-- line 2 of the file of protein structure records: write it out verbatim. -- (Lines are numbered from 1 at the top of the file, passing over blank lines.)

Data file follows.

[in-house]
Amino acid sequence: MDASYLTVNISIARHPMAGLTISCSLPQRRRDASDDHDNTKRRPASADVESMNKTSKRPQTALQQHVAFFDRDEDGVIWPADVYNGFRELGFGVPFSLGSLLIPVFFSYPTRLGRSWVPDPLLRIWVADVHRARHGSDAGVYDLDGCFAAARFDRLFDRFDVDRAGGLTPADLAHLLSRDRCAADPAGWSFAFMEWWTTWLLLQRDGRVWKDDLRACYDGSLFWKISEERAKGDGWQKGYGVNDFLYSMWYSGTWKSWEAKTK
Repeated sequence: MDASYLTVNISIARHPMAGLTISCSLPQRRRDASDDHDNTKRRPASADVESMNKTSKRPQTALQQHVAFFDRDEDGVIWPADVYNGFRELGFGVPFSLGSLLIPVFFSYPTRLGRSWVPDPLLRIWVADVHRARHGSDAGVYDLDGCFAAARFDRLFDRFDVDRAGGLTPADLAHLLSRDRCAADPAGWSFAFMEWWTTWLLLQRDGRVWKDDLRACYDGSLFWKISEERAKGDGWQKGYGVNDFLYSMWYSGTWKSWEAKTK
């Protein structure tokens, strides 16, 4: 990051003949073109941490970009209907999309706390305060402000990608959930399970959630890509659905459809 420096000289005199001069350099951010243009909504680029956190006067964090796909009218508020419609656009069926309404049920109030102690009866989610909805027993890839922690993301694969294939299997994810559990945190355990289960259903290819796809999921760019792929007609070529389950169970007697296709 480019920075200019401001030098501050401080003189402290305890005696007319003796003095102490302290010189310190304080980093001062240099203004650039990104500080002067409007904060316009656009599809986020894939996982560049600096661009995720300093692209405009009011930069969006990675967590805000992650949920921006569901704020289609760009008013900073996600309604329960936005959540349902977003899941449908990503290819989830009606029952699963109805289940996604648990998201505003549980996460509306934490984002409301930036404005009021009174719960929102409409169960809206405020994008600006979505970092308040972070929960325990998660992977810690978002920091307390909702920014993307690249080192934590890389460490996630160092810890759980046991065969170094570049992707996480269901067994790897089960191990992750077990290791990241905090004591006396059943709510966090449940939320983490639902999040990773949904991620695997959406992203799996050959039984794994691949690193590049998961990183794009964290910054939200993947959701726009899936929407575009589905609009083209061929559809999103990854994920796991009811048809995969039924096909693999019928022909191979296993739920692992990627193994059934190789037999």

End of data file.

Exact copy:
Amino acid sequence: MDASYLTVNISIARHPMAGLTISCSLPQRRRDASDDHDNTKRRPASADVESMNKTSKRPQTALQQHVAFFDRDEDGVIWPADVYNGFRELGFGVPFSLGSLLIPVFFSYPTRLGRSWVPDPLLRIWVADVHRARHGSDAGVYDLDGCFAAARFDRLFDRFDVDRAGGLTPADLAHLLSRDRCAADPAGWSFAFMEWWTTWLLLQRDGRVWKDDLRACYDGSLFWKISEERAKGDGWQKGYGVNDFLYSMWYSGTWKSWEAKTK